Gatherings in Cleveland, Reno tap into tutors’ learnings

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Baha’is are still learning about the unique role of tutors in the life of our local communities: not just to facilitate learning in study circles, but also to accompany those circles’ participants in acts of service.

That “learning by doing” approach is what makes local tutor gatherings — meetings of people who have been serving as tutors for Ruhi Institute courses — especially rich opportunities to reflect on practices and plan future service in clusters of communities nationwide.

For example, an action-oriented tutor gathering focusing on home visits in the Cleveland, Ohio, area in October helped clarify “how vital and basic home visits are to building a new feeling of community in neighborhoods,” one participant reports.

The same month, a gathering in the Reno, Nevada, area shared lots of laughter as well as lessons on encouraging study circle participants, or “collaborators,” to take opportunities in their personal lives “to enter into meaningful and distinctive conversations with local residents,” as urged in the Dec. 28, 2010, letter of the Universal House of Justice.

Hands-on experience in Ohio

The Oct. 15 tutor gathering in University Heights, Ohio, focused on the joyful connection and transformation that arise from sharing the Word of God in spiritual conversations with receptive souls — key concepts in Arising to Serve, Book 2 in the Ruhi course sequence.

Many participants “blossom” from study circles and service, it was observed, strengthening their ability to develop meaningful friendships through spiritual conversations.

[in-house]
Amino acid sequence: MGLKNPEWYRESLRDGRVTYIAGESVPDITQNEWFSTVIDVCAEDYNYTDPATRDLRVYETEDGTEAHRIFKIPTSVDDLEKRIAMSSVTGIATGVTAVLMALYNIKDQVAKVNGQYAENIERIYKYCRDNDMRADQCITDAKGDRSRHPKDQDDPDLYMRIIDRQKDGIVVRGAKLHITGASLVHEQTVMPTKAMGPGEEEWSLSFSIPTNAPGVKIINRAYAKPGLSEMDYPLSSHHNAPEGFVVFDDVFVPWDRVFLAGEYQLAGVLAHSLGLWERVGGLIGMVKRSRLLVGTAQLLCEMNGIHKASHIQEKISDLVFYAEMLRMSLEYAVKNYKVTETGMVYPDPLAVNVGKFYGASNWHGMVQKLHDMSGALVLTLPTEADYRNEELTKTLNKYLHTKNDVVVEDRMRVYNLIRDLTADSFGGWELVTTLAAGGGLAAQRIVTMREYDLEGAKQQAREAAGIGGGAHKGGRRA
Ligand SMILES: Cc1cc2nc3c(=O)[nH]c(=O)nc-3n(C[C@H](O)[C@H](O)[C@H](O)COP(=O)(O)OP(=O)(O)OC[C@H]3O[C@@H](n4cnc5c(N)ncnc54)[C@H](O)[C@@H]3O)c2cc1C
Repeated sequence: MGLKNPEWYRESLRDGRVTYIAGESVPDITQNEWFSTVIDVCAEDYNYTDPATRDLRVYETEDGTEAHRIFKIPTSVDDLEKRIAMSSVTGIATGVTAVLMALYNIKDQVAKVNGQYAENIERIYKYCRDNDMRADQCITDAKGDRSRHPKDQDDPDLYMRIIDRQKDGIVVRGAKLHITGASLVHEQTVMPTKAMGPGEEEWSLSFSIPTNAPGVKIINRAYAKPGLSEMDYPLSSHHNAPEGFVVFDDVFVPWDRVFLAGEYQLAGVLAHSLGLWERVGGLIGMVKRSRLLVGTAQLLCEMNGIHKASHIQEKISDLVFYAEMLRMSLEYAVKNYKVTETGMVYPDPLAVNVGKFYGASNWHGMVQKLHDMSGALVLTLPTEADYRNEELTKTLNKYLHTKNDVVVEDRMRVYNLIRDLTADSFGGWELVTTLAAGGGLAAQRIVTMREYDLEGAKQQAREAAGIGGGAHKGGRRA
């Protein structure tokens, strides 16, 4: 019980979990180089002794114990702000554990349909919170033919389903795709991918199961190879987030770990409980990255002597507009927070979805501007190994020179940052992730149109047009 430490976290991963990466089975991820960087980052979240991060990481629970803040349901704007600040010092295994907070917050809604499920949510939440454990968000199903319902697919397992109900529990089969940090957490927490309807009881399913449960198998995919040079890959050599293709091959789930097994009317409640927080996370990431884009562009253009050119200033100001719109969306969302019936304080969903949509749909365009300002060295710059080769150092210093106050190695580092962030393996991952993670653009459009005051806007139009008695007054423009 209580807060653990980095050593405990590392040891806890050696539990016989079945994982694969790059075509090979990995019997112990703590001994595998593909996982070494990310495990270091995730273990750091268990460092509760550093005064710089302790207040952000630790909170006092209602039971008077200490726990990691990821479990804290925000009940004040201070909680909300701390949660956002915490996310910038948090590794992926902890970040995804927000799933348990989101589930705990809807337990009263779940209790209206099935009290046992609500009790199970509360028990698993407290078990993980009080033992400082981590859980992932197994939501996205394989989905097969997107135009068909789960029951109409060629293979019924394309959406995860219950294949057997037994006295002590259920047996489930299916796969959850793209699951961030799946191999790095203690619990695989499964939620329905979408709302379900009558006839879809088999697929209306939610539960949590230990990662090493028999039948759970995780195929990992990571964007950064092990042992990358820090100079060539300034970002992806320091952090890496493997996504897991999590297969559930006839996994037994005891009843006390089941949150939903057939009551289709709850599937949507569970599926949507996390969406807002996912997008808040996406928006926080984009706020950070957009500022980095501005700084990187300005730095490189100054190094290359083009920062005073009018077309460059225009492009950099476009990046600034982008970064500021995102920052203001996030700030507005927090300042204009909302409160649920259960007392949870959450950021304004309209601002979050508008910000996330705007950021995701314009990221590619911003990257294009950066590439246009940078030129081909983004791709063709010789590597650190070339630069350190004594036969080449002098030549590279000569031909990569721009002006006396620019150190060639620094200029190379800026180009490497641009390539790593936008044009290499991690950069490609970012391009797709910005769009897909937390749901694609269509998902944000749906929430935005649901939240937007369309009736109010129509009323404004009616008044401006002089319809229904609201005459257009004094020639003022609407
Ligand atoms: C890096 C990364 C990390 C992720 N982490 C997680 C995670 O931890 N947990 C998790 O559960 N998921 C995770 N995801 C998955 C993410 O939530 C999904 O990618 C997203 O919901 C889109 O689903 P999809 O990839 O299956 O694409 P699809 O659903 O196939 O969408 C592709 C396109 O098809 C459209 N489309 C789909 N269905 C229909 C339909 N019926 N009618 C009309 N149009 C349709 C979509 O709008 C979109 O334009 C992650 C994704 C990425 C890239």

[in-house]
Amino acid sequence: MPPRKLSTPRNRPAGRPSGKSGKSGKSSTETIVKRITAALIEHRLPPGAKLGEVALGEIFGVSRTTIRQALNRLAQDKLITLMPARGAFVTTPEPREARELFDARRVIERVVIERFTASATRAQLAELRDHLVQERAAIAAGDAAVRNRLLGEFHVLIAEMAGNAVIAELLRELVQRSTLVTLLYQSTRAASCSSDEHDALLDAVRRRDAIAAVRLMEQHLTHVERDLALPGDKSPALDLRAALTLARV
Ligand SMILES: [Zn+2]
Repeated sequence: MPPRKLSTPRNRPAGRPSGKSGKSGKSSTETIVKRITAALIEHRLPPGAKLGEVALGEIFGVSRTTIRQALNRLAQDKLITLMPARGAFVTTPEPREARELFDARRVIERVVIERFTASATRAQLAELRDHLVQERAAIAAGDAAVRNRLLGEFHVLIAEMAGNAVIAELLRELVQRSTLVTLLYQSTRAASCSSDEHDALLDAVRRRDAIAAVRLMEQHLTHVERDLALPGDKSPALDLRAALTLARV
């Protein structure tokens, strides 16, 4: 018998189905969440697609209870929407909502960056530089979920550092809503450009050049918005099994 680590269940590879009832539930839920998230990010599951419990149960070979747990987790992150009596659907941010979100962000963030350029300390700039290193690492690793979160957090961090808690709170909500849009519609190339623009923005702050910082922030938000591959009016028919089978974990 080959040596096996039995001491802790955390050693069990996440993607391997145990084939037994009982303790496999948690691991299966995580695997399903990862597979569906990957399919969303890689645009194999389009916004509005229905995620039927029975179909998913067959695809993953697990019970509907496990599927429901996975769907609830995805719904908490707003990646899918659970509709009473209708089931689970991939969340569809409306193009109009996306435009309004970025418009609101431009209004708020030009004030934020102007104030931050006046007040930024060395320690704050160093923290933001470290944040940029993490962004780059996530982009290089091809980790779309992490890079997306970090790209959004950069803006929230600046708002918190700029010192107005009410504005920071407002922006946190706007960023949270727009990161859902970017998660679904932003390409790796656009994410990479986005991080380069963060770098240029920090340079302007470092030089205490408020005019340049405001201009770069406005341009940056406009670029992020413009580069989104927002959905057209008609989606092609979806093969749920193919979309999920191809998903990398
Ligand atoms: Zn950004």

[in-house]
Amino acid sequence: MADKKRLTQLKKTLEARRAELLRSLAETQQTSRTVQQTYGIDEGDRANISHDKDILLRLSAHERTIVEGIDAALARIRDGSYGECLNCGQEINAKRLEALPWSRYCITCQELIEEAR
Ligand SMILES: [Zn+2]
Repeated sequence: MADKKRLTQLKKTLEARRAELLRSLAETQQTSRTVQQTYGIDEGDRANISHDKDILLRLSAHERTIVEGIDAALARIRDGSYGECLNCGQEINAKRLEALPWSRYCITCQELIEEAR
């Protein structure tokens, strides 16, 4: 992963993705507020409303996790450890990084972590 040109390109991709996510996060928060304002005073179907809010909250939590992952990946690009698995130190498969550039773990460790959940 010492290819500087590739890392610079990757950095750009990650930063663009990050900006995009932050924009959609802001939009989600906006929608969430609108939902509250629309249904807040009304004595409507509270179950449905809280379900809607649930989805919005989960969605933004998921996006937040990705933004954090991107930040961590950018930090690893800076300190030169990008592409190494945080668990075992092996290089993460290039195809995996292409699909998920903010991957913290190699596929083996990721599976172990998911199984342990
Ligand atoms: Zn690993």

Tutors not only experience the joy of helping others. It was noted they also grow in their ability to teach the Faith and to accompany others in service, as all collaborators learn to humbly serve together.

Action followed study and reflection on the meeting’s agenda. Small groups went out and visited the homes of people who had previously agreed to receive them.

Those visited included the parent of a children’s class member, the parent of a junior youth group member, new junior youth animators, seekers, potential study circle participants, a new mother, and more.

Among the learnings:

  • Pray and read the Writings about home visits before going.
  • Have an idea or plan of what will be discussed, but be flexible about the discussion; go with the flow and practice detachment.
  • A planned visit should have a beginning, a middle that transitions into spiritual conversation, and a closing.
  • Share in offered hospitality.
  • Listen carefully and invite the host to share about his/her life.
  • Pray silently if you’re not doing the talking.
  • Be attentive for openings to share Bahá’u’lláh and the Word of God naturally.
  • Be natural and authentic; don’t lecture.
  • Share joy, love, and connection, as well as look for commonalities.
  • Remember it can be easy to misread a person or situation; don’t make assumptions.
  • Make even a short visit meaningful.
  • Look for opportunities to make a difference and further connect the host to core Baha’i activities including devotinal gatherings, children’s classes, junior youth groups and study circles.
  • Adapt to the needs of each circumstance.
  • Affirm the strengths and gifts of the host; express gratitude for the visit.